Latuda is a very favourable choice for bipolar depression
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1. CNS Spectr. 2023 Mar 24:1-8. doi: 10.1017/S1092852923001190. Online ahead of print.
Lurasidone and risk of metabolic syndrome: results from short and long-term studies in patients with bipolar depression.
Tocco M(1)(2), Newcomer JW(3)(4), Mao Y(1)(2), Pikalov A(1)(2).
Author information: (1)Sunovion Pharmaceuticals Inc., Fort Lee, NJ, USA. (2)Sunovion Pharmaceuticals Inc., Marlborough, MA, USA. (3)Thriving Mind South Florida, Miami, FL, USA. (4)Department of Psychiatry, Washington University School of Medicine, St. Louis, MO, USA.
OBJECTIVE: The elevated prevalence of metabolic syndrome (MetS) in patients with depression has been associated with increased mortality. This post hoc analysis assessed the effect of treatment with lurasidone on risk of MetS in patients with bipolar depression. METHODS: Data used in the current analyses consisted of 3 double-blind (DB), placebo-controlled, 6-week studies in adults with bipolar I depression (N = 1192), consisting of 1 monotherapy, and 2 adjunctive trials (lithium or valproate). Also analyzed was a 6-month open-label (OL) extension study (monotherapy, N = 316; adjunctive therapy, N = 497); and a 5-month, OL, stabilization phase followed by randomization to a 28-week DB, placebo-controlled, adjunctive therapy study with lurasidone (N = 490). MetS was defined based on NCEP ATP III criteria (2005 revision). RESULTS: The proportion of patients with new-onset MetS was similar for lurasidone vs placebo in the short-term studies (monotherapy, 13.9% vs 15.3%; adjunctive therapy, 13.6% vs 11.0%); and remained stable during both the 6-month extension phase study (monotherapy, 15.2%; adjunctive therapy, 16.9%), and the 5-month stabilization study (adjunctive therapy, 12.2%). After 28 weeks of DB treatment (following 5-month treatment in the stabilization study), new onset MetS was observed at endpoint (OC) in 26.2% of the lurasidone group, and 30.8% of the placebo group. CONCLUSIONS: This post hoc analysis found that both short and long-term treatment with lurasidone was associated with a relatively low risk for the development of MetS in patients with bipolar I disorder. These findings are consistent with similar analyses in patients with schizophrenia.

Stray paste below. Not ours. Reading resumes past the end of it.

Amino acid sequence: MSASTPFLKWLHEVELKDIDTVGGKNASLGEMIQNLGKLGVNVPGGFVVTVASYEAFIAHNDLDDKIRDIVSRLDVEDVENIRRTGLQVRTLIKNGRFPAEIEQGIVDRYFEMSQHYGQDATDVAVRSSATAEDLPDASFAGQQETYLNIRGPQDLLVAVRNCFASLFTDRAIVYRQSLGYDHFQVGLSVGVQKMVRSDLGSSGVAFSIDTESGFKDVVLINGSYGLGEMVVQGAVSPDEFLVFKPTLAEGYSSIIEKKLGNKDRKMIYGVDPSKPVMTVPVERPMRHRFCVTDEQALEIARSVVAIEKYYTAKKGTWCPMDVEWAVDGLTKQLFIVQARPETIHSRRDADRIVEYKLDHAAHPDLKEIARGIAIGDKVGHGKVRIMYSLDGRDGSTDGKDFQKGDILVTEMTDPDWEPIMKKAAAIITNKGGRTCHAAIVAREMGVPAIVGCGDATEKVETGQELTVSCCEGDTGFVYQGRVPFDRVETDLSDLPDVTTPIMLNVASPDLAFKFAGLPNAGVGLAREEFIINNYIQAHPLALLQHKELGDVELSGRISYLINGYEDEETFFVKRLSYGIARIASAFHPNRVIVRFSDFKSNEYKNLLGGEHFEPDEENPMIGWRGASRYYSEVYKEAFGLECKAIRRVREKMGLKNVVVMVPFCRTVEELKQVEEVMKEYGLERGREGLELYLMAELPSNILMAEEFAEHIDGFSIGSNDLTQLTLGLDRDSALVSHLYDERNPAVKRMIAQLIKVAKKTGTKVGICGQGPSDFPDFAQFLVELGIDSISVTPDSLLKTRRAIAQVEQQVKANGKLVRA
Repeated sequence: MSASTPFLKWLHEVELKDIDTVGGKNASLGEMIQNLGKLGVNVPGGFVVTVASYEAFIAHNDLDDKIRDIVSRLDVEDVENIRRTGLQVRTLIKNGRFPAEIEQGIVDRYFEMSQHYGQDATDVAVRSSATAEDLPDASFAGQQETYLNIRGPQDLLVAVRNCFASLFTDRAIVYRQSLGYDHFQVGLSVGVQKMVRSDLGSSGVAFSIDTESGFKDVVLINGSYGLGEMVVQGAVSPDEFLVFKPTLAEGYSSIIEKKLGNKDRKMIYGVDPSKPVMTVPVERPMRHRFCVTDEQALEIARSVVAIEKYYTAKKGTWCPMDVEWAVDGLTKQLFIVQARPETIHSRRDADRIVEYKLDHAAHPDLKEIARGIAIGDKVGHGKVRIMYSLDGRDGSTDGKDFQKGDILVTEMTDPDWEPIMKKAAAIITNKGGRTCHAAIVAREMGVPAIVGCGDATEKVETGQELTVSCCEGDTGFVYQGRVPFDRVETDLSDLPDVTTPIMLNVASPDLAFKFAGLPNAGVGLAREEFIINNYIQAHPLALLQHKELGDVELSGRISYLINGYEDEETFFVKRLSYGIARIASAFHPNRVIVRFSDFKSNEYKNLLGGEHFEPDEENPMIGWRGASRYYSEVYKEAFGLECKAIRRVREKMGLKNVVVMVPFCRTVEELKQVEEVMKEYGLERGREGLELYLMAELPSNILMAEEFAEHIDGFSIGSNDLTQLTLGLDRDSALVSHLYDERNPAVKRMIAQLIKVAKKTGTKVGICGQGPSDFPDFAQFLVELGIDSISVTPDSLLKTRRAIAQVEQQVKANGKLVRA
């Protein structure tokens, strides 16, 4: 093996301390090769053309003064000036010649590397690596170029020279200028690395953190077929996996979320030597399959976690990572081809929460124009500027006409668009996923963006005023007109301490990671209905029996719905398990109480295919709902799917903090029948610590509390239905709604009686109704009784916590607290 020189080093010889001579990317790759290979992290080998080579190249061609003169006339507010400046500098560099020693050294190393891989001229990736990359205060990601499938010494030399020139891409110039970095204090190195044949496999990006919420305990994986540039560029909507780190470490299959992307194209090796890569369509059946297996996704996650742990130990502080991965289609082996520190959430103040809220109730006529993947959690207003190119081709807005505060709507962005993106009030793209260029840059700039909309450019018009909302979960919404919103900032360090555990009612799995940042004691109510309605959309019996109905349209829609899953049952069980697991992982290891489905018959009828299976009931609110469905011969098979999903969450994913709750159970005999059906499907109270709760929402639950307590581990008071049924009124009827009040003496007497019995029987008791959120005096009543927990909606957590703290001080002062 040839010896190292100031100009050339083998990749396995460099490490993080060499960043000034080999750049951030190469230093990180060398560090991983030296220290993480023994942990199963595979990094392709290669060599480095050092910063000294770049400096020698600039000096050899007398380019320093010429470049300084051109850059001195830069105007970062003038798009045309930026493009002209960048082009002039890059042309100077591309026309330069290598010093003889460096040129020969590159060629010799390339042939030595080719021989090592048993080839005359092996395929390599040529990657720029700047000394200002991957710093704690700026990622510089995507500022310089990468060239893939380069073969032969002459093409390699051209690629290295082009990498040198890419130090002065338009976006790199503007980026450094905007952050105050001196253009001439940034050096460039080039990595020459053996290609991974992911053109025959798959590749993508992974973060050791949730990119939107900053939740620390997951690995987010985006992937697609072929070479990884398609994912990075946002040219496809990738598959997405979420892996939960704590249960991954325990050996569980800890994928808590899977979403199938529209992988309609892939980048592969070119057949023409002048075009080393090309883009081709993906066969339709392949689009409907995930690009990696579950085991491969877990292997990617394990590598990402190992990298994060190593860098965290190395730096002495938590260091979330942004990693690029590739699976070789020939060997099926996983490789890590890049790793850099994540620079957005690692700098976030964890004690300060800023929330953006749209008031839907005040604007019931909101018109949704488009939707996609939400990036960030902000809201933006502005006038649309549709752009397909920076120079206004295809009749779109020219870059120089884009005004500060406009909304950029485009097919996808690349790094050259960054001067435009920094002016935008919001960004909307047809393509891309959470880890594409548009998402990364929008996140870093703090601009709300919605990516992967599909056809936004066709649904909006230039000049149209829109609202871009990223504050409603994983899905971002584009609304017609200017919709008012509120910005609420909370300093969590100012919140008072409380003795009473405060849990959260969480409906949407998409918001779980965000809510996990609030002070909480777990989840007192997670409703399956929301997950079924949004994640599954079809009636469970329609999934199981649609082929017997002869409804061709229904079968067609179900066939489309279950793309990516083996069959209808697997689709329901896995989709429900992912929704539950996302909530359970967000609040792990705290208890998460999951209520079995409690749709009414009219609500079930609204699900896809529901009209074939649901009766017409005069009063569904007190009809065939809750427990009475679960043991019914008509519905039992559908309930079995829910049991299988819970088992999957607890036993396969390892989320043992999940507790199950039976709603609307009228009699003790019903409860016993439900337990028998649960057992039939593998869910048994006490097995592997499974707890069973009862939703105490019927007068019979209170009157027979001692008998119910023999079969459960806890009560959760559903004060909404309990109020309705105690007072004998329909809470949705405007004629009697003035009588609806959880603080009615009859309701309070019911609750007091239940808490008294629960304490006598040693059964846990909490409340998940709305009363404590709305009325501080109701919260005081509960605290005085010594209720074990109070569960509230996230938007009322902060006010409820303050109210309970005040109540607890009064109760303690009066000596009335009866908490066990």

DOI: 10.1017/S1092852923001190 PMID: 36961124